Tell Me Again Why You Go to Church… Part 2

“[God] also gave apostles, prophets, missionaries, as well as pastors and teachers as gifts to his church. Their purpose is to prepare God’s people to serve and to build up the body of Christ. This is to continue until all of us are united in our faith and in our knowledge about God’s Son, until we become mature, until we measure up to Christ, who is the standard. Then we will no longer be little children, tossed and carried about by all kinds of teachings that change like the wind. We will no longer be influenced by people who use cunning and clever strategies to lead us astray. Instead, as we lovingly speak the truth, we will grow up completely in our relationship to Christ, who is the head. He makes the whole body fit together and unites it through the support of every joint. As each and every part does its job, he makes the body grow so that it builds itself up in love.
 
So I tell you and encourage you in the Lord’s name not to live any longer like other people in the world. Their minds are set on worthless things. […] But that is not what you learned from Christ’s teachings. You have certainly heard his message and have been taught his ways. The truth is in Jesus. You were taught to change the way you were living. The person you used to be will ruin you through desires that deceive you. However, you were taught to have a new attitude. You were also taught to become a new person created to be like God, with a life that truely has God’s approval and is holy. […] Imitate God, since you are the children he loves” (Ephesians 4:11-24, 5:1; GW, emphasis added).
 
In Ephesians 4, Paul gave the clearest instructions for how the church is to operate and what its end goal is to be.
 
He wrote that God has endowed a minority of men with the calling and ability to be leaders within the church, and as such, He then gives those men as gifts to the church. The result of these men properly fulfilling their calling is that the members of the church (true believers) grow in spiritual maturity by learning the words, teachings, commands, and example of Jesus. The ultimate end result will be that these disciples of Jesus are re-conformed to the image of God that they were originally created to be, through being conformed to the image of Jesus, through imitating Him as His disciple.
 
Notice that the impetus begins with the men who have be called to be church leaders. They are responsible for the spiritual maturity of the church body; there is no blaming the congregation. Moreover, God knows how to give good gifts (Matthew 7:11). Church leaders who cannot lead a church to maturity have not been given by God as a gift to that church.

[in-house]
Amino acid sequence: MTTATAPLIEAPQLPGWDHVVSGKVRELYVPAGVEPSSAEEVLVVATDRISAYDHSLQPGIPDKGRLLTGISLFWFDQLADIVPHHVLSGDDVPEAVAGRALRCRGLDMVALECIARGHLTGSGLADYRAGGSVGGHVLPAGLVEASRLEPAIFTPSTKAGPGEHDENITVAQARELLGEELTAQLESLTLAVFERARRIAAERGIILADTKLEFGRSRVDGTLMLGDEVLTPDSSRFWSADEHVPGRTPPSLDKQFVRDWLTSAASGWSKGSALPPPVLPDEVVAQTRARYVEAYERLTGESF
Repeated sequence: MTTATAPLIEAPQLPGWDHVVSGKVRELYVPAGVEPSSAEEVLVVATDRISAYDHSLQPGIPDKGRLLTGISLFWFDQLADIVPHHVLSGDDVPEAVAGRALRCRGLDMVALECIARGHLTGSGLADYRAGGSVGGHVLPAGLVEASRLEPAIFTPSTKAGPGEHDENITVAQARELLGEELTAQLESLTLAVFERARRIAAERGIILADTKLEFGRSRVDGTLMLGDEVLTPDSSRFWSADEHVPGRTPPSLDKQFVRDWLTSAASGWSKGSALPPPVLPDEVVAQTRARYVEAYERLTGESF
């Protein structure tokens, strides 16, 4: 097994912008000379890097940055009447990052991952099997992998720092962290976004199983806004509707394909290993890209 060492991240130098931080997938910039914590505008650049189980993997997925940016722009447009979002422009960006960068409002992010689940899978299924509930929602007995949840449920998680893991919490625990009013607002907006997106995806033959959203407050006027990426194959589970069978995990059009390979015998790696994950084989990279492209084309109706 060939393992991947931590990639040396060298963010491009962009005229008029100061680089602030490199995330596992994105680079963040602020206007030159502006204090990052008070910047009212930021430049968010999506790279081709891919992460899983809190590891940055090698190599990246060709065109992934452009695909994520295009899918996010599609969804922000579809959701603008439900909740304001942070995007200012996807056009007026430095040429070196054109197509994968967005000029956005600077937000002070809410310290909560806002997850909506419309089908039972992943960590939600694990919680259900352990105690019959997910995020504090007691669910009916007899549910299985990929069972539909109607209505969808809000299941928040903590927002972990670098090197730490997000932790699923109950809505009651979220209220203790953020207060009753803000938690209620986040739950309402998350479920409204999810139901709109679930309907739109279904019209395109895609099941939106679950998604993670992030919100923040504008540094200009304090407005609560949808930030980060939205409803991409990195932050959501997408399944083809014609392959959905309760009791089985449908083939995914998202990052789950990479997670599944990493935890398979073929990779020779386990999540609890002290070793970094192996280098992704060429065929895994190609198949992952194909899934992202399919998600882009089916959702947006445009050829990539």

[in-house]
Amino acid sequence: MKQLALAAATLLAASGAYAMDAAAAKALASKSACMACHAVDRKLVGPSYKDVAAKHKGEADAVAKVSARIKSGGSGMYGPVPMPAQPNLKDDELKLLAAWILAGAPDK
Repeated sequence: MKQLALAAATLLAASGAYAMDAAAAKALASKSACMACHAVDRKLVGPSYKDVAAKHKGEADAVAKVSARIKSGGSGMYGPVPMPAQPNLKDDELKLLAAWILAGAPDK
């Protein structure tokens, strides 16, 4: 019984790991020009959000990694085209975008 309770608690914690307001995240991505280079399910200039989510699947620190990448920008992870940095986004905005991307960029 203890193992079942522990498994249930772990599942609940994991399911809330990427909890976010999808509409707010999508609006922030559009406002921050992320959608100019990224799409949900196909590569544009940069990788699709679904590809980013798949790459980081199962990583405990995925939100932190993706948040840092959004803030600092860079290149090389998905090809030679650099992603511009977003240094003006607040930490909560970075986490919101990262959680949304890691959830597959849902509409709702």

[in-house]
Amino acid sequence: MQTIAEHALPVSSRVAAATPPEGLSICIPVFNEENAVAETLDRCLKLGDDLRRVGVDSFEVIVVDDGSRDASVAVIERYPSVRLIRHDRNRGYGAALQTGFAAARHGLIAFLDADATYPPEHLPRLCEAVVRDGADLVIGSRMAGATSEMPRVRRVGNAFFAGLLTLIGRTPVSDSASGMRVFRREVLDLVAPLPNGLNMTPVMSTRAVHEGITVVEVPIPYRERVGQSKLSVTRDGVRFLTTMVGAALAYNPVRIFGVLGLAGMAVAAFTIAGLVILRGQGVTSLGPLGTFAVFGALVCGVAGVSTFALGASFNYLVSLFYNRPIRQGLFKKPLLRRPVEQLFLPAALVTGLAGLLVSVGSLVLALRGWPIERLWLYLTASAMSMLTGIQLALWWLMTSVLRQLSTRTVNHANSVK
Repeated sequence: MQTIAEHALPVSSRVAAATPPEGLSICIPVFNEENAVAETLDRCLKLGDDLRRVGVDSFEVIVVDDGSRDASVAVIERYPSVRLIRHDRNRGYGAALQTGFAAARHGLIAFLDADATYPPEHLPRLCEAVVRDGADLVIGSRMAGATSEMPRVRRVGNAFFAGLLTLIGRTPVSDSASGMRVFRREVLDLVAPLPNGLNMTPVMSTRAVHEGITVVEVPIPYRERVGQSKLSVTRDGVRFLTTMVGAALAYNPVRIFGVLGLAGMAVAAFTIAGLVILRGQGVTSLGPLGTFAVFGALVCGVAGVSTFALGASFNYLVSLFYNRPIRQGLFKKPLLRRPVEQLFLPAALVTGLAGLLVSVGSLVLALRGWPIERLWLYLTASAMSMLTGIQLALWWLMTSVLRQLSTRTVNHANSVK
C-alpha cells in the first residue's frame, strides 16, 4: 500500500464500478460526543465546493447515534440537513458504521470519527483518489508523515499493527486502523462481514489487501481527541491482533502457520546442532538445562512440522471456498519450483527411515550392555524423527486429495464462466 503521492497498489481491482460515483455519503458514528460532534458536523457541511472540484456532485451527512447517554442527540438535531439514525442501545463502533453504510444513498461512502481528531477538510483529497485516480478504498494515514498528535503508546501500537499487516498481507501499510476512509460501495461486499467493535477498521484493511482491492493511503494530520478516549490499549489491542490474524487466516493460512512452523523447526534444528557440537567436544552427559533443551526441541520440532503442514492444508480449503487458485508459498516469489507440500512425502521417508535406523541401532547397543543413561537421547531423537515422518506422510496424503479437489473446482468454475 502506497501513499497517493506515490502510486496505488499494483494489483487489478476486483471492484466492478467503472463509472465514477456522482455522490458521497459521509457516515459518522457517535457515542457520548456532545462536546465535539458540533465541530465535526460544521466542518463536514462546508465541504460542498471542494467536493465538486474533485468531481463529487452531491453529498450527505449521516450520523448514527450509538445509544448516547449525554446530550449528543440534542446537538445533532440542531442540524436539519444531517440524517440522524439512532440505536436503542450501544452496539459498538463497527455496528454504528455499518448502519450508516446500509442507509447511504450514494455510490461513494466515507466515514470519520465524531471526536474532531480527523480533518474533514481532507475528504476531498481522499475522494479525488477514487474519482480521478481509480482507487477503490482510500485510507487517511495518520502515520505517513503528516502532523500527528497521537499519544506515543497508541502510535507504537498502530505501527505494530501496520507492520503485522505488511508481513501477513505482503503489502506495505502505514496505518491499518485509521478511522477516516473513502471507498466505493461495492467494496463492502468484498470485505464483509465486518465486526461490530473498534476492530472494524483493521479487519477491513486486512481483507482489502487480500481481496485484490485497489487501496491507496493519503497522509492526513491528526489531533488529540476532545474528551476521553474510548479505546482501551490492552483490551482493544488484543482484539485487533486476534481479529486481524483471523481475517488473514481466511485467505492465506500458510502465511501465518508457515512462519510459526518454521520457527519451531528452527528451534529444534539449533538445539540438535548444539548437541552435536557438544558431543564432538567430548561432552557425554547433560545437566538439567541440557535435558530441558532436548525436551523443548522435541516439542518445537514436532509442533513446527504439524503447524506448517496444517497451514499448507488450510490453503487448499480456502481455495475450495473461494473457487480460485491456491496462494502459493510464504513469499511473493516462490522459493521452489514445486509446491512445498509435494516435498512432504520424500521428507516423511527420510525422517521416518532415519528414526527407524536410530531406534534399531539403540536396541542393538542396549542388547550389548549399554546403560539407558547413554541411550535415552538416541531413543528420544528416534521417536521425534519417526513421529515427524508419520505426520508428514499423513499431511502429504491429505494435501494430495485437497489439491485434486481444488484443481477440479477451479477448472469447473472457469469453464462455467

Therefore, pastors and church leaders alone have the ability and the means to empower and equip those within the church that wish to imitate Jesus as His disciple and be conformed to His image. But unfortunately, in our immediate culture and context, many pastors and church leaders have chosen instead to use those abilities and means to placate the false believers who attend their churches on a regular basis because those false believers are the majority, and those who wish to imitate Jesus as His disciple are the minority.
 
Worse yet, those same pastors and church leaders then have the gall to stand up every week and ask people to be more serious about Jesus. When ultimately it is only those very same pastors and church leaders who are impeding the growth of those that are serious about imitating Jesus as His disciple by their hypocritical capitulation to the unsaved majority.
 
This is the second article on the challenge of making disciples of Jesus in the immediate culture and context of His Words His Ways Fellowship. The specific challenge we are addressing is the significant number of false believers who will regularly attend theologically conservative, bible-believing, Evangelical churches; without ever demonstrating any desire to imitate Jesus as His disciple and thus be conformed to His image (the previous article can be read here).
 
In the previous article, we attempted to identify some of the various groups of false believers who will attend theologically conservative churches and their motivations for doing so. We argued that what is needed is a discipleship strategy for sorting out who in our churches are true believers who are interested in imitating Jesus as His disciple from those who are false believers and are attending for some other reason.
 
There is a plethora of discipleship strategies out there. Some are great, some not so great. Among the good ones, there is a lot of overlap and similarities. This should be expected given that the best discipleship strategies should be drawn from Scripture and therefore they should have the truth of Scripture in common.
 
At His Words His Ways Fellowship, we have spent the last 5 years exploring as many discipleship strategies as we could find and glean from them the scriptural truth upon which they should be based. In doing so, we identified some common scriptural principles and the relationship between those principles. Then we attempted to lay out those principles in a coherent progression that would enable us to identify and empower those that are serious about imitating Jesus as His disciple.